WHITE ROCK LOOP TRAIL

By Tom Pfaendler

Someone once told me that they had hiked the White Rock Loop Trail two times. “The first time and the last time.” OK, sure. It’s six miles long and a darn good workout. But I’d be hard pressed to come up with a hike that I like much better! It has a hidden forest, rugged mountains, high vista scenery and low desert exploration, all rolled up into a gorgeous half-day adventure. Simply put, it’s everything that you want in a Red Rock hike.

The trail can be accessed from three parking areas: Upper White Rock Springs, Lost Creek and Willow Springs. Remember, this is a big loop so the parking decision isn’t as critical as say, Potato Knoll. However, I would recommend starting around mid-morning from the White Rock Springs parking lot. That way you won’t be hiking into the sun all day, and you can lunch at the Willow Springs picnic area. The Upper White Rock Springs parking area is located about six miles around the scenic loop drive, just past the High Point Overlook. You’ll need to follow a rocky dirt road for the better part of a mile to get to the trailhead. Be sure to take some snacks and ample water. Two of those sports-sized bottles per person should be about right. Lock up your car, use the restroom and do some nice long stretches. Apply a glob of sunscreen, put on your big floppy hiking hat and you’re ready to go!

From the parking lot you can flip a coin to decide which way to hike, clockwise or counter-clockwise. My coin toss always comes up clockwise, so we’ll set off to the west, through the split-rail fence and downhill along a bumpy old jeep road toward Willow Springs. You’ll quickly come to a trail sign that offers a nice side trip down to the “Guzzler,” a man made water catchment that is a pretty spot for a picnic (I’m always thinking about food) but it will add another mile, so keep that in mind! The old road continues west along the foothills of White Rock Mountain, eventually turning into a footpath and leading down through a colorful wash and then climbing up again to an area still scarred from an old fire. After a modest hill-climb, you’ll be back on top, with a nice view of the Calico Hills and Las Vegas in the distance.

As you approach Lost Creek the trail narrows and leads through a dark red Chinle formation. Here you’ll see some huge barrel cactus and even a few sandstone boulders dappled with red spots. These spots are iron concretions. The sandstone eventually erodes from the harder iron-rich spots, dropping little round stones, which strongly resemble marbles. It can take hundreds of years to make a marble, so remember to take only pictures! The path continues past an ancient roasting pit, a pictograph site and into the Willow Springs picnic area. After a relaxing stop in Willow Springs, continue hiking up the old Rocky Gap road until you reach a sign directing you north toward La Madre Springs. Keep a sharp lookout for bighorn sheep, as this is one of the best places at Red Rock to see them. Here, you can raise your water bottles in celebration because you’ve made it halfway around the loop!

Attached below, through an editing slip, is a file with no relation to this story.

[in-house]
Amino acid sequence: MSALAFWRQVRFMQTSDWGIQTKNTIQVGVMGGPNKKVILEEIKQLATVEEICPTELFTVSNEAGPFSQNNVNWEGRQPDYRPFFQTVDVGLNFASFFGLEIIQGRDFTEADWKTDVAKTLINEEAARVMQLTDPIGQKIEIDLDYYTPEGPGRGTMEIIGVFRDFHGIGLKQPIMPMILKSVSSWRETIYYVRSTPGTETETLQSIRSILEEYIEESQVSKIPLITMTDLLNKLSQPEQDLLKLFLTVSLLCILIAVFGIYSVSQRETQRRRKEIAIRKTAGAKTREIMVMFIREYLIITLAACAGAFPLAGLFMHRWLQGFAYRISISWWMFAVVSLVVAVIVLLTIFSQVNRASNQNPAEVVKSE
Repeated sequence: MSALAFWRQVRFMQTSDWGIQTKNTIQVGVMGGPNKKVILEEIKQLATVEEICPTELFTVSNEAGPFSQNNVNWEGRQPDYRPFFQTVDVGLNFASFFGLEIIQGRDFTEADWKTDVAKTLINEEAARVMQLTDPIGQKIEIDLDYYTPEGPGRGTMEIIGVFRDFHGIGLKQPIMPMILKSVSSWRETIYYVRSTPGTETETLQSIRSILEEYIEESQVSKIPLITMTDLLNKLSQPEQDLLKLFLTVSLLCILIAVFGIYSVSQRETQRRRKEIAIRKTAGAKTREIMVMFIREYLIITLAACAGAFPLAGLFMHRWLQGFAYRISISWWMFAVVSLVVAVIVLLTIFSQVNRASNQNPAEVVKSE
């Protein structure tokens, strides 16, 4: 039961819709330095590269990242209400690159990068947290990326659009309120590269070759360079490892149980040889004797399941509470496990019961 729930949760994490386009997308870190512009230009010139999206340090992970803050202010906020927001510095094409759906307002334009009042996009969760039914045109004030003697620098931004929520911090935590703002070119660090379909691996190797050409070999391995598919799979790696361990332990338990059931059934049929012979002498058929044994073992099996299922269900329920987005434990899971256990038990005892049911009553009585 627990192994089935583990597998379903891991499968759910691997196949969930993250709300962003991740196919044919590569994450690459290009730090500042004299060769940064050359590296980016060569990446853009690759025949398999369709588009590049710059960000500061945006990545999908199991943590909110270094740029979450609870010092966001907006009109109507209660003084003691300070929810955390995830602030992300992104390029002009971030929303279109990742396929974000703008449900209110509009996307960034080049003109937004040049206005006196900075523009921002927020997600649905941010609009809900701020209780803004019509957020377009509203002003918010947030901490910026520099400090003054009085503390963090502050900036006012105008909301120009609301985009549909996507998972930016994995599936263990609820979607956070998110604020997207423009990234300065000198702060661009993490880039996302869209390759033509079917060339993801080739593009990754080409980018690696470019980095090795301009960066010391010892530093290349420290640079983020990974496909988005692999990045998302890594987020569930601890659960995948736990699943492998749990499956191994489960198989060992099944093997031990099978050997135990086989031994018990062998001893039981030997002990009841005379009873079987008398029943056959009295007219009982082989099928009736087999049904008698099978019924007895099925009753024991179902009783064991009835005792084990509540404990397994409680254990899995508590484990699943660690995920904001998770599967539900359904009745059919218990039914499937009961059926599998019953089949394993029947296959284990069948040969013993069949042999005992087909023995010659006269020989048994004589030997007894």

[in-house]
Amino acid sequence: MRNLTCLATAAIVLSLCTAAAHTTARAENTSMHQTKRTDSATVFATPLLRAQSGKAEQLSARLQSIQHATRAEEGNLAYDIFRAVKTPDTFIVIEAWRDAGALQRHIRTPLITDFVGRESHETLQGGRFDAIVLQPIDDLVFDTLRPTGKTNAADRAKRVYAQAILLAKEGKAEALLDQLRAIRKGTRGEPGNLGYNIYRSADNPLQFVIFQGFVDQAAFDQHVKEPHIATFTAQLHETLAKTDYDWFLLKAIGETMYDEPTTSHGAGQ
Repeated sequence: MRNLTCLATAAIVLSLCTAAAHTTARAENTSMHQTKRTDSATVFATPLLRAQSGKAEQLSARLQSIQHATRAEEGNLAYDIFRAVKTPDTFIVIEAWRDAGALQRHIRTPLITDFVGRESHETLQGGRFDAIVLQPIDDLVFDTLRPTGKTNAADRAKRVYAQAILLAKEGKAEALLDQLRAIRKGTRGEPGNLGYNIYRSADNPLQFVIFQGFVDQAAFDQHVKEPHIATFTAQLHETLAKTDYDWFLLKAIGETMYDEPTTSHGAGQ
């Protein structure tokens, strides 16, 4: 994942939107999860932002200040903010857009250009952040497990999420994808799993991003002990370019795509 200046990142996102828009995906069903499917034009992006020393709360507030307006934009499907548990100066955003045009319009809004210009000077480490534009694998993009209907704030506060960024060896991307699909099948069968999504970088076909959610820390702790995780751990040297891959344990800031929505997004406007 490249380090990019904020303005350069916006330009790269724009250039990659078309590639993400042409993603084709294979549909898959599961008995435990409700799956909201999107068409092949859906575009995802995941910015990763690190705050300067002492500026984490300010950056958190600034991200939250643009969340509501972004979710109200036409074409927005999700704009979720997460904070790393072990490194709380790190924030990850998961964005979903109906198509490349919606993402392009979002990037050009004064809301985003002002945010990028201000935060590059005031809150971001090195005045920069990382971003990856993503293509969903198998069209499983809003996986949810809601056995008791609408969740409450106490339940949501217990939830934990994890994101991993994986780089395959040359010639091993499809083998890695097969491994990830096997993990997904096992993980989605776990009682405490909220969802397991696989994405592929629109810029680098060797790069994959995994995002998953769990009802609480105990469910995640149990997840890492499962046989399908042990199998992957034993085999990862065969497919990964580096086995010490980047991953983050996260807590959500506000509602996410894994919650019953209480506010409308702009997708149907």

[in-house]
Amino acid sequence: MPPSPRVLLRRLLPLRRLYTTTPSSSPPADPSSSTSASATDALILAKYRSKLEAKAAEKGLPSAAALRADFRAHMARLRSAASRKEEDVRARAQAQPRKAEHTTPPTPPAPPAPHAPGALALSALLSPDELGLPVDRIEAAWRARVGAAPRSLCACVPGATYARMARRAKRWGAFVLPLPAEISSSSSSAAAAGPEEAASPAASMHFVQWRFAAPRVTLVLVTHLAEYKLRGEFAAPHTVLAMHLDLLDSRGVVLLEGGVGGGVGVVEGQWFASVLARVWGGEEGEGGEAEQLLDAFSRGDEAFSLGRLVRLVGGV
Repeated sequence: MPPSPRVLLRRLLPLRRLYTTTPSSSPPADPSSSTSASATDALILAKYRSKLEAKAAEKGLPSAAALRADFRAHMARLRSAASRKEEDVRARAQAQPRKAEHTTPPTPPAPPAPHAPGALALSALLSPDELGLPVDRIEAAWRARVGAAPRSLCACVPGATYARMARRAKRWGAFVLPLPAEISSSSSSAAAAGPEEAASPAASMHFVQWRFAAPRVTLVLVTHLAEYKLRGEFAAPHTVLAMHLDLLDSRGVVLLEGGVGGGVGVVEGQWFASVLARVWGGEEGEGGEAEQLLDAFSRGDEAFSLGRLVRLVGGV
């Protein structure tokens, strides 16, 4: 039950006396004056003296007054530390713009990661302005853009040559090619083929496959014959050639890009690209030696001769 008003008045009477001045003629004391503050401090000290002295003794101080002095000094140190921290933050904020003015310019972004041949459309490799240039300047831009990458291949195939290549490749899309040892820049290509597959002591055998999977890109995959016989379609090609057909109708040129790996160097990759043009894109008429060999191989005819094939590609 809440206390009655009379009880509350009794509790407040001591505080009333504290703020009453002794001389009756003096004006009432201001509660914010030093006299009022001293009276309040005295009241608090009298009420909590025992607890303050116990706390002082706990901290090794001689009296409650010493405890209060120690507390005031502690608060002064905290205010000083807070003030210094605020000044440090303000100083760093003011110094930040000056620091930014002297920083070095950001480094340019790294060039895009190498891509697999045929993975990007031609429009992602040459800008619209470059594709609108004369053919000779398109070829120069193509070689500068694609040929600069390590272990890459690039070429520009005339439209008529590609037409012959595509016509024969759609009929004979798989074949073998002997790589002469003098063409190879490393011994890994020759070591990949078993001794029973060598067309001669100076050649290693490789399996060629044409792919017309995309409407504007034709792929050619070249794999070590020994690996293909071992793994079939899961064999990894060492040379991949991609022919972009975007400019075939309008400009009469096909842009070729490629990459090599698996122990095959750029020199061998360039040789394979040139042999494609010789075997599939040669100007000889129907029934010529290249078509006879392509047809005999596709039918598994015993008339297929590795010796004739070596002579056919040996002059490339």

The scenery changes dramatically now as you approach the north side of White Rock Mountain. You’ll leave the desert and enter a forest of juniper and pine trees, completely hidden from anyone but hikers. This “back-side” trail is one of my favorite places at Red Rock. It’s a secluded, green forest quietly resting under the magnificent craggy north side of White Rock. I am always amazed at the difference between the north and south faces of this mountain. Now would be a good time to slow down to a stroll, letting your senses dance along with the breeze, and softly connect with this ancient forest.

You’ll come to a little sign marking the trail to La Madre Springs. That’s another good trek, but probably too much to include as part of your loop hike today. Turn south instead and follow the path through the trees toward the mountain. The trail climbs gradually out of the forest and eventually leads to a high “saddle” to the east. From this ridge you’ll have an amazing view of the hidden forest and North Peak to the west, the sweeping face of the La Madre range to the north, Turtlehead Peak and the Calicos to the east. (By the way, this saddle is another legendary picnic spot.) From here it’s all downhill as the trail comes around the east side of the mountain and down through a broad gravel wash, eventually leading to the Upper White Rock Springs parking lot, and your car!

The White Rock Loop Trail is wonderfully scenic and diverse. There’s enough of an elevation gain to make it interesting and the length is perfect for a day hike. The only flaw being that almost half of this trail follows old roads, which are rocky and distracting. The loop loses a point for the roads but still rates an easy eight boots out of ten. Until next month, I’ll see you on the trails!